Springfield board president resigns, citing ‘white fragility’

by Tom Beck
Posted 10/20/22

Eddie T. Graham resigned his position as president of the Springfield Township Board of Commissioners in a town meeting Wednesday evening, citing “white fragility” as a key reason.

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Springfield board president resigns, citing ‘white fragility’


Eddie T. Graham resigned his position as president of the Springfield Township Board of Commissioners in a town meeting Wednesday evening, citing “white fragility” as a key reason for his departure. Graham was the first Black president in the history of the Springfield Township Board of Commissioners.

“Some people in our community live in a social environment that protects and insulates them from race-based stress,” said Graham in his resignation letter, which he read aloud at the meeting. “This insulated environment of racial protection builds expectation of racial comfort while at the same time lowering the ability to tolerate racial stress, which I refer to as white fragility.”

The resignation ends Graham’s 10-month tenure as the board’s president, which was marked by frequent moments of racial tension - especially from residents who were unhappy with the board’s attempts to convince the Springfield Township Police Benevolent Association to change its logo, which includes the Blue Lives Matter flag.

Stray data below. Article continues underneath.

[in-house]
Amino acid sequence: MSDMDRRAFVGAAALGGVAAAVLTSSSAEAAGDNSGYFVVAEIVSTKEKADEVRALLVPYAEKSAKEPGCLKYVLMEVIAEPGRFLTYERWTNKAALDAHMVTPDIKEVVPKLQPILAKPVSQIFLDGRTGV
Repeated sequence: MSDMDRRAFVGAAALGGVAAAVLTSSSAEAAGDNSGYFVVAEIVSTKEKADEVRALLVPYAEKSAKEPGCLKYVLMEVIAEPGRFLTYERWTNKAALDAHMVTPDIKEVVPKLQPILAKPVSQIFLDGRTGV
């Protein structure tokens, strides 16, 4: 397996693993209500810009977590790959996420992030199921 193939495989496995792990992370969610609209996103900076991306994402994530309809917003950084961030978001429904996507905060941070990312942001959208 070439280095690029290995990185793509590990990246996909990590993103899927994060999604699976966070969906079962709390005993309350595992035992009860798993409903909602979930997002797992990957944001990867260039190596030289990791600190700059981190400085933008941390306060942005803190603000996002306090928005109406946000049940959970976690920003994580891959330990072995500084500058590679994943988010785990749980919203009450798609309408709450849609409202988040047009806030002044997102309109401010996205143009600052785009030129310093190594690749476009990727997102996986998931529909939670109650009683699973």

The Local sent multiple requests for comment to both the PBA and Springfield Township Police Chief Michael Pitkow for this story and previous stories regarding the PBA logo. Neither has responded to the Local’s repeated requests for comment.

“It is incumbent for all people - but mostly important political leaders and other influential community leaders - to firmly denounce racism and hatred and speak out for those who are oppressed and marginalized,” Graham said at Wednesday's meeting. “And this emblem that the Springfield Township PBA uses is one of those emblems that creates that environment within the African American community.”

But it wasn’t just that issue that prompted the resignation, Graham said. He listed other incidents that have upset him during his time as president. In one case, he said he was introduced by a fellow board member as “the commissioner who brings color to this board.” In another, he said he had to “admonish” the board for using the racist term “sambo” in emails between commissioners. He also said he once came across a sign in the community calling him a “race hustler.”

In a post meeting phone call with the Local, Graham repeated his general support for Springfield Township’s police department, a sentiment he’s echoed countless times in meetings.

“We are blessed to have a great police department here in Springfield Township,” Graham said. “No community, including the African American community, doesn’t realize that it takes a special individual to get into law enforcement and give service.”

Over the course of numerous meetings, residents who support the PBA’s right to choose their own logo have accused Graham and the board of what they said felt like an attack on police. That continued Wednesday night.